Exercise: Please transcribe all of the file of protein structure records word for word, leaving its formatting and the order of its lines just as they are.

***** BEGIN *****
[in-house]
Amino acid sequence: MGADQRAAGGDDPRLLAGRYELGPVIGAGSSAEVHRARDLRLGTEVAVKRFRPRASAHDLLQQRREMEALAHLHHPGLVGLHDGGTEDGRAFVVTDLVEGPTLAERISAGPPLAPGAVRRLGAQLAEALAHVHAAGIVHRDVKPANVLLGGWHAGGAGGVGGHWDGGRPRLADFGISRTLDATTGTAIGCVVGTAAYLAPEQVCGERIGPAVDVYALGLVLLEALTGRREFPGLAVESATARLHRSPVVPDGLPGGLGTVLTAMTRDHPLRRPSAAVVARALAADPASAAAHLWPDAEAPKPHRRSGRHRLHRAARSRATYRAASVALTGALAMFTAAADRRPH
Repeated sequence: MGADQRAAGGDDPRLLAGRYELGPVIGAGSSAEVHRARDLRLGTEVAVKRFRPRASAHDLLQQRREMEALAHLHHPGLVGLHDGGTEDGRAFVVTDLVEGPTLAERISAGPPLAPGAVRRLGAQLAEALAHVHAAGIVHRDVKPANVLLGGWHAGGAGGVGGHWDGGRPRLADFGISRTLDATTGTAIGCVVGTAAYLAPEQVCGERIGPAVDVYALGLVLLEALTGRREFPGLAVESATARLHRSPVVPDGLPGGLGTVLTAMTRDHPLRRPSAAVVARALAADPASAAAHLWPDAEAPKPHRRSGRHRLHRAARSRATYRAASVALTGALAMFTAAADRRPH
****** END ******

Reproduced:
[in-house]
Amino acid sequence: MGADQRAAGGDDPRLLAGRYELGPVIGAGSSAEVHRARDLRLGTEVAVKRFRPRASAHDLLQQRREMEALAHLHHPGLVGLHDGGTEDGRAFVVTDLVEGPTLAERISAGPPLAPGAVRRLGAQLAEALAHVHAAGIVHRDVKPANVLLGGWHAGGAGGVGGHWDGGRPRLADFGISRTLDATTGTAIGCVVGTAAYLAPEQVCGERIGPAVDVYALGLVLLEALTGRREFPGLAVESATARLHRSPVVPDGLPGGLGTVLTAMTRDHPLRRPSAAVVARALAADPASAAAHLWPDAEAPKPHRRSGRHRLHRAARSRATYRAASVALTGALAMFTAAADRRPH
Repeated sequence: MGADQRAAGGDDPRLLAGRYELGPVIGAGSSAEVHRARDLRLGTEVAVKRFRPRASAHDLLQQRREMEALAHLHHPGLVGLHDGGTEDGRAFVVTDLVEGPTLAERISAGPPLAPGAVRRLGAQLAEALAHVHAAGIVHRDVKPANVLLGGWHAGGAGGVGGHWDGGRPRLADFGISRTLDATTGTAIGCVVGTAAYLAPEQVCGERIGPAVDVYALGLVLLEALTGRREFPGLAVESATARLHRSPVVPDGLPGGLGTVLTAMTRDHPLRRPSAAVVARALAADPASAAAHLWPDAEAPKPHRRSGRHRLHRAARSRATYRAASVALTGALAMFTAAADRRPH